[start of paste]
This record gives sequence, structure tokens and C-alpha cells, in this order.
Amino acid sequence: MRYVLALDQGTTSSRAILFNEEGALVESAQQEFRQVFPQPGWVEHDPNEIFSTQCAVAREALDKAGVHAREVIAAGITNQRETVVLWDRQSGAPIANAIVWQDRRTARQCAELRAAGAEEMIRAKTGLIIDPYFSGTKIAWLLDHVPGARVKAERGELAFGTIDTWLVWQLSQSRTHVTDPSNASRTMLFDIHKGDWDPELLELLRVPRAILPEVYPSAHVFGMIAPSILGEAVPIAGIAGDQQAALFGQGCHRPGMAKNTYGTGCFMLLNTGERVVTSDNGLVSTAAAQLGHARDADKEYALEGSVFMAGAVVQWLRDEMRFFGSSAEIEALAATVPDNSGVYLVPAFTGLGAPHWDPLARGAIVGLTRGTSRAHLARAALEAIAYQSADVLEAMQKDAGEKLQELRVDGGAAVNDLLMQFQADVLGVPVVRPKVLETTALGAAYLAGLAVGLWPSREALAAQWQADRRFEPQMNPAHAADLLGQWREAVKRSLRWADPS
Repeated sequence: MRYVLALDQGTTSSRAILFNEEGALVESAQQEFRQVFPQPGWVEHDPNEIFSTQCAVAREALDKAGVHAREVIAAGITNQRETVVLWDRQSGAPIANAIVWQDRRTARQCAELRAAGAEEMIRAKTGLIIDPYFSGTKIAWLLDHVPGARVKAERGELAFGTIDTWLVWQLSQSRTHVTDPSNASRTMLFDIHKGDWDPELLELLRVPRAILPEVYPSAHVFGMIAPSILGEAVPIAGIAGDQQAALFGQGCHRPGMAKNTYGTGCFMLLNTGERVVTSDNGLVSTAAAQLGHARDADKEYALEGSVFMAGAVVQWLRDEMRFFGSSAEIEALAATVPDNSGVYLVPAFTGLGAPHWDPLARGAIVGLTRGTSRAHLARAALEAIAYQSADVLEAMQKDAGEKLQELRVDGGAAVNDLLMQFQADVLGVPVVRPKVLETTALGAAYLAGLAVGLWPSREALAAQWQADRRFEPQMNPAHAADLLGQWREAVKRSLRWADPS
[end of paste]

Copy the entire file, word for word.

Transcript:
This record gives sequence, structure tokens and C-alpha cells, in this order.
Amino acid sequence: MRYVLALDQGTTSSRAILFNEEGALVESAQQEFRQVFPQPGWVEHDPNEIFSTQCAVAREALDKAGVHAREVIAAGITNQRETVVLWDRQSGAPIANAIVWQDRRTARQCAELRAAGAEEMIRAKTGLIIDPYFSGTKIAWLLDHVPGARVKAERGELAFGTIDTWLVWQLSQSRTHVTDPSNASRTMLFDIHKGDWDPELLELLRVPRAILPEVYPSAHVFGMIAPSILGEAVPIAGIAGDQQAALFGQGCHRPGMAKNTYGTGCFMLLNTGERVVTSDNGLVSTAAAQLGHARDADKEYALEGSVFMAGAVVQWLRDEMRFFGSSAEIEALAATVPDNSGVYLVPAFTGLGAPHWDPLARGAIVGLTRGTSRAHLARAALEAIAYQSADVLEAMQKDAGEKLQELRVDGGAAVNDLLMQFQADVLGVPVVRPKVLETTALGAAYLAGLAVGLWPSREALAAQWQADRRFEPQMNPAHAADLLGQWREAVKRSLRWADPS
Repeated sequence: MRYVLALDQGTTSSRAILFNEEGALVESAQQEFRQVFPQPGWVEHDPNEIFSTQCAVAREALDKAGVHAREVIAAGITNQRETVVLWDRQSGAPIANAIVWQDRRTARQCAELRAAGAEEMIRAKTGLIIDPYFSGTKIAWLLDHVPGARVKAERGELAFGTIDTWLVWQLSQSRTHVTDPSNASRTMLFDIHKGDWDPELLELLRVPRAILPEVYPSAHVFGMIAPSILGEAVPIAGIAGDQQAALFGQGCHRPGMAKNTYGTGCFMLLNTGERVVTSDNGLVSTAAAQLGHARDADKEYALEGSVFMAGAVVQWLRDEMRFFGSSAEIEALAATVPDNSGVYLVPAFTGLGAPHWDPLARGAIVGLTRGTSRAHLARAALEAIAYQSADVLEAMQKDAGEKLQELRVDGGAAVNDLLMQFQADVLGVPVVRPKVLETTALGAAYLAGLAVGLWPSREALAAQWQADRRFEPQMNPAHAADLLGQWREAVKRSLRWADPS